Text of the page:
Jumping on the NATO Bandwagon

By Miriam Awadallah, Transatlantic Community Analyst

Mikhail Margelov, arriving at Benghazi airport on June 7

Russian President Dmitry Medvedev’s decision to send his Presidential envoy, Mikhail Margelov, to Libya in order to mediate talks between the rebel Transitional National Council (TNC) and Moammar Gadhafi’s government could herald a new role for Moscow in the Middle East and North Africa (MENA). The move raises questions about Russia’s motives and intentions.


The main question is whether or not these talks will end up being effective. Although Russia has condemned NATO air strikes in Libya, it will be difficult for it to mediate talks between the TNC and Gadhafi now that it has joined other countries in calling for Gadhafi to step down. It’s unlikely that Tripoli will take Russian efforts to mediate talks between the two camps seriously.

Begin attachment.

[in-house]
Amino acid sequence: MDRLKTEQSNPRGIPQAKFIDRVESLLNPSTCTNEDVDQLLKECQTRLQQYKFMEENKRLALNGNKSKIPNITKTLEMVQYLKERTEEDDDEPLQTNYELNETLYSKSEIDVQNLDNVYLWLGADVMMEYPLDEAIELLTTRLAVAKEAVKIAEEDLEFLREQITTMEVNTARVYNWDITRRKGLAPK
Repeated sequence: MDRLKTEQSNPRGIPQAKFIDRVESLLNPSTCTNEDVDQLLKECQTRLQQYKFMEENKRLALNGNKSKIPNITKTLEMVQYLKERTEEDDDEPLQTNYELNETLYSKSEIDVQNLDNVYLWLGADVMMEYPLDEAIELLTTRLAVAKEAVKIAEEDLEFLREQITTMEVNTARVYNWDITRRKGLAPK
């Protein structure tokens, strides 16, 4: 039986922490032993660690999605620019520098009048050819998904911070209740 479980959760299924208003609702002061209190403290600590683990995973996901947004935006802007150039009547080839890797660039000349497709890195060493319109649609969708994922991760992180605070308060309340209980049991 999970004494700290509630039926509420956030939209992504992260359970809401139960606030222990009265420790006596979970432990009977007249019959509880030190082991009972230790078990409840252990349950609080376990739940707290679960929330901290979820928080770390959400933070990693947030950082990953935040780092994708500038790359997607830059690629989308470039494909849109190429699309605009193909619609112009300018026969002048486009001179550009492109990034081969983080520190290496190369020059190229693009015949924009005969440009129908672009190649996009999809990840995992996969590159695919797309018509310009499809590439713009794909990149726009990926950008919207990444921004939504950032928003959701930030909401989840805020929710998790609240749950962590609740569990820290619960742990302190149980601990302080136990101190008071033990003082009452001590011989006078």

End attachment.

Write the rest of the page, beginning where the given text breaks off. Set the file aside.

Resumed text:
Considering that Russia decided to abstain from voting on the United Nations Security Council resolution that authorized military intervention in Libya, why is it suddenly interested in playing a bigger role in resolving the conflict? It appears that it’s seeking a piece of the Libyan pie in the post-Gadhafi era.


Russia has invested billions in Libya through various energy and arms contracts and does not want to lose its influence in the North African nation. Nor does it want to lose the opportunity to become a bigger player in the MENA region in general. Other nations in the tumultuous region may call on Moscow to mediate talks if it does so successfully in Libya.


But a number of European and Middle Eastern nations have already recognized the TNC as the legitimate representatives of the Libyan people, bolstering international support for the rebels’ resistance against Gadhafi’s government. With all the increased international pressure for the removal of Gadhafi, it doesn’t seem that Russian involvement will make a substantial difference.

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